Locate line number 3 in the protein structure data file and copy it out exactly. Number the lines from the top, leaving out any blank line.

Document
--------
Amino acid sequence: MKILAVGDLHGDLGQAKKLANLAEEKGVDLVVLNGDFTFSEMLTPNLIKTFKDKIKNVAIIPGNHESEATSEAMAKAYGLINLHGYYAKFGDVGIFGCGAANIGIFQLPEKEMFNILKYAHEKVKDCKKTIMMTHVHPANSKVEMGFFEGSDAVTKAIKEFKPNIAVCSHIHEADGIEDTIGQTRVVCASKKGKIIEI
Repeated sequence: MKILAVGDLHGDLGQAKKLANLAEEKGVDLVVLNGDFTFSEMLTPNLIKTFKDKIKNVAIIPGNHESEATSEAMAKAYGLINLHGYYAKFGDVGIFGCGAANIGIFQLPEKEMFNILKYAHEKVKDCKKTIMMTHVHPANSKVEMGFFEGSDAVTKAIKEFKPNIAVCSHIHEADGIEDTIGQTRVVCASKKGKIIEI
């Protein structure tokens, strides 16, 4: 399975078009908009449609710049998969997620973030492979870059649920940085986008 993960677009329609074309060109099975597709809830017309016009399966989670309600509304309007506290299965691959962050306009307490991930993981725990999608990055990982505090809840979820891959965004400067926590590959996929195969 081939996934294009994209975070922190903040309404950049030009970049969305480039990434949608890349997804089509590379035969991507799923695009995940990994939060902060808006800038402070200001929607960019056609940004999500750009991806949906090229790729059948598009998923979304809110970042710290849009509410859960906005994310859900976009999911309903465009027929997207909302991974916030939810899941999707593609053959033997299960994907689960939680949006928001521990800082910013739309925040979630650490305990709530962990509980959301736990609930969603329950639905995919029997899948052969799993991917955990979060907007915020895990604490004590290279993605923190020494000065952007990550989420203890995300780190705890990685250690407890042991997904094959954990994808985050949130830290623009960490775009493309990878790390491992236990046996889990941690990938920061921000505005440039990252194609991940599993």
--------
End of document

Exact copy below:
């Protein structure tokens, strides 16, 4: 399975078009908009449609710049998969997620973030492979870059649920940085986008 993960677009329609074309060109099975597709809830017309016009399966989670309600509304309007506290299965691959962050306009307490991930993981725990999608990055990982505090809840979820891959965004400067926590590959996929195969 081939996934294009994209975070922190903040309404950049030009970049969305480039990434949608890349997804089509590379035969991507799923695009995940990994939060902060808006800038402070200001929607960019056609940004999500750009991806949906090229790729059948598009998923979304809110970042710290849009509410859960906005994310859900976009999911309903465009027929997207909302991974916030939810899941999707593609053959033997299960994907689960939680949006928001521990800082910013739309925040979630650490305990709530962990509980959301736990609930969603329950639905995919029997899948052969799993991917955990979060907007915020895990604490004590290279993605923190020494000065952007990550989420203890995300780190705890990685250690407890042991997904094959954990994808985050949130830290623009960490775009493309990878790390491992236990046996889990941690990938920061921000505005440039990252194609991940599993």